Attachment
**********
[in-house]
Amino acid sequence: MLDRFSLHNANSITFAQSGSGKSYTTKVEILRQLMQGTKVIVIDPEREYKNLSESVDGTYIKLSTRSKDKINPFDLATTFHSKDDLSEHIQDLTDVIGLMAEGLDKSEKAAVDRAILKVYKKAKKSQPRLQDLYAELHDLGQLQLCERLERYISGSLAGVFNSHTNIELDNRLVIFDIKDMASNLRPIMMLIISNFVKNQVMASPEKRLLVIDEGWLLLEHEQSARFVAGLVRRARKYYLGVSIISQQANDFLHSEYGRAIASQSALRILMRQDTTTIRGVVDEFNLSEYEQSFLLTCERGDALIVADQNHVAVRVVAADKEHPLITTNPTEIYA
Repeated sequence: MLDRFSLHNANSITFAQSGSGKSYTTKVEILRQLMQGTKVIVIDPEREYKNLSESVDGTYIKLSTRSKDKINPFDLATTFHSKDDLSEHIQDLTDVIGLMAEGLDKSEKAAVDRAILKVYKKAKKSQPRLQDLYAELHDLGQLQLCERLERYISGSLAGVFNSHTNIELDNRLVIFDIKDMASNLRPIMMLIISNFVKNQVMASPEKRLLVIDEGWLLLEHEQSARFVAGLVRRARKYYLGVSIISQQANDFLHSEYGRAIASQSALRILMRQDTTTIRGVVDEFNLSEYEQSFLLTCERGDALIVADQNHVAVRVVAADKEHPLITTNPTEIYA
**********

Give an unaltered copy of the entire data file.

[in-house]
Amino acid sequence: MLDRFSLHNANSITFAQSGSGKSYTTKVEILRQLMQGTKVIVIDPEREYKNLSESVDGTYIKLSTRSKDKINPFDLATTFHSKDDLSEHIQDLTDVIGLMAEGLDKSEKAAVDRAILKVYKKAKKSQPRLQDLYAELHDLGQLQLCERLERYISGSLAGVFNSHTNIELDNRLVIFDIKDMASNLRPIMMLIISNFVKNQVMASPEKRLLVIDEGWLLLEHEQSARFVAGLVRRARKYYLGVSIISQQANDFLHSEYGRAIASQSALRILMRQDTTTIRGVVDEFNLSEYEQSFLLTCERGDALIVADQNHVAVRVVAADKEHPLITTNPTEIYA
Repeated sequence: MLDRFSLHNANSITFAQSGSGKSYTTKVEILRQLMQGTKVIVIDPEREYKNLSESVDGTYIKLSTRSKDKINPFDLATTFHSKDDLSEHIQDLTDVIGLMAEGLDKSEKAAVDRAILKVYKKAKKSQPRLQDLYAELHDLGQLQLCERLERYISGSLAGVFNSHTNIELDNRLVIFDIKDMASNLRPIMMLIISNFVKNQVMASPEKRLLVIDEGWLLLEHEQSARFVAGLVRRARKYYLGVSIISQQANDFLHSEYGRAIASQSALRILMRQDTTTIRGVVDEFNLSEYEQSFLLTCERGDALIVADQNHVAVRVVAADKEHPLITTNPTEIYA